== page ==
Bob Moser has a very interesting essay on what he sees as the poor political decisions made by southern Democratic senatorial candidates in 2014. Essentially, he sees Kay Hagan, Michelle Nunn, Mary Landrieu, and the like making a huge mistake by embracing old DLC-style distancing from President Obama. Rather, he argues that the better decision is to run as a liberal and motivate African-American, Latino, and youth voters to go to the polls this fall. He notes this is a plausible political strategy by citing how these states have rapidly growing minority populations that hate the Republicans.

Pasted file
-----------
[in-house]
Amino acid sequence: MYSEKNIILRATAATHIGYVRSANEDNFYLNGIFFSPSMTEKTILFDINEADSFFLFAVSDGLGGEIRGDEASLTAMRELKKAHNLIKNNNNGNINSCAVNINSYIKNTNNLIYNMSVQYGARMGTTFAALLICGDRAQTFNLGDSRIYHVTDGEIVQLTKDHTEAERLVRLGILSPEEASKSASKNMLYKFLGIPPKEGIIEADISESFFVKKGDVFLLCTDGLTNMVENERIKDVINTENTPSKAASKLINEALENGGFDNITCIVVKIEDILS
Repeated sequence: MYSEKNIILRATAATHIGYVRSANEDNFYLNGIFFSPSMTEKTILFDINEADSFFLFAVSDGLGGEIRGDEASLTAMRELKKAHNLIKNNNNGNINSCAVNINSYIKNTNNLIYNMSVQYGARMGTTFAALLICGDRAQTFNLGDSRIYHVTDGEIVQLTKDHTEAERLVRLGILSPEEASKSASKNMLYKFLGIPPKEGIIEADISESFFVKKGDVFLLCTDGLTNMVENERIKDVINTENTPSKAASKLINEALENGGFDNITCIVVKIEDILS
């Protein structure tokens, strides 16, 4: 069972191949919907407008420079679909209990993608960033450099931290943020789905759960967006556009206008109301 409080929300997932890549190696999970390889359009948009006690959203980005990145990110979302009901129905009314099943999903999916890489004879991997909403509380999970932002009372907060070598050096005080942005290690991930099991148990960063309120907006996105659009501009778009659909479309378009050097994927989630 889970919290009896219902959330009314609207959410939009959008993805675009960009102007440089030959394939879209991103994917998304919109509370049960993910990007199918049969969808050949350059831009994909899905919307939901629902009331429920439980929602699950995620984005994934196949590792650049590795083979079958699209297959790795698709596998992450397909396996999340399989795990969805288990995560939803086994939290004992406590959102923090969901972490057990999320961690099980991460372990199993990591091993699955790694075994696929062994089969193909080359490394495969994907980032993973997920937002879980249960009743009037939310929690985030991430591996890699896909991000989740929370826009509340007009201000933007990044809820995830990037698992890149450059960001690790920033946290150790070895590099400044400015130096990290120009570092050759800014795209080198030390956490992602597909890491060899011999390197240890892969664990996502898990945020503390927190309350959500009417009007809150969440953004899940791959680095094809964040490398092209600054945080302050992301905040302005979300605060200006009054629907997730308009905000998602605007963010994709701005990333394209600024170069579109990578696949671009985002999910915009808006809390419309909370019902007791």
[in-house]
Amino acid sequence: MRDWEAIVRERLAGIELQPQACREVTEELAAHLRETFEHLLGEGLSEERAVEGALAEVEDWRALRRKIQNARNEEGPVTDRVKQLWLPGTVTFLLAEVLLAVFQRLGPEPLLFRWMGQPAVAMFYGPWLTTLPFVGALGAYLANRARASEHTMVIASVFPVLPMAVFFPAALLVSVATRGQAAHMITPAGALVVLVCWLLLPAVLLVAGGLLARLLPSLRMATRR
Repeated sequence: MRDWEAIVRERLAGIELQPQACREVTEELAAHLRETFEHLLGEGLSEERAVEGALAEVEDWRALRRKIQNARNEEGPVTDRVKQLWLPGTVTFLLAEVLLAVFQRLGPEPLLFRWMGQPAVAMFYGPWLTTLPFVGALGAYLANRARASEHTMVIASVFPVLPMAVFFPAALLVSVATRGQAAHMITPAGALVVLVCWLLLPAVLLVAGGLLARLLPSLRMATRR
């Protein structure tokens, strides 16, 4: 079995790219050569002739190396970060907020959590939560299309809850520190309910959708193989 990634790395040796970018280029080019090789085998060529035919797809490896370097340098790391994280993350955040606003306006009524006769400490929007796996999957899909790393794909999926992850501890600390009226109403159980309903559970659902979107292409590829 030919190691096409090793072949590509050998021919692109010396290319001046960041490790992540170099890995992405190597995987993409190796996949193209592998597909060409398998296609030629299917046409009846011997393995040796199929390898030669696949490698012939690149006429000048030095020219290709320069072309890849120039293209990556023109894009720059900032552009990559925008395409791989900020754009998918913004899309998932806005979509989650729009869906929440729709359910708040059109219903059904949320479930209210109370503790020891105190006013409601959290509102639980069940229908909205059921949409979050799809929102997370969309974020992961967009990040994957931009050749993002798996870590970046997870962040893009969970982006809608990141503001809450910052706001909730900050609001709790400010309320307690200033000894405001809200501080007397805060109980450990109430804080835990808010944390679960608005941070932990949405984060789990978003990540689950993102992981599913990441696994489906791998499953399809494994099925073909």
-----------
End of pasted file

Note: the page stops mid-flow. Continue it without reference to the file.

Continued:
I’m of two minds here. On one hand, given that this is a midterm election with a highly motivated and hateful set of older white Republican voters and given the historically low turnout rates for Democratic core demographics in the midterms, running away from Obama might make sense. On the other hand, it probably doesn’t since, with perhaps the exception of Landrieu because of her personal power in the Senate, that strategy doesn’t really give anyone a good reason to vote for you. Plus maybe it is possible, at least in Georgia which is now only 60% white and will probably become a majority-minority state by 2030, to run as a liberal, inspire voters, and win an election. I’m not inclined to say that political advisers are idiots, although they are scared of failure, so I would think that they feel this is not a successful strategy in 2014. But maybe they are wrong. And giving voters an actual reason to vote for you does seem wise.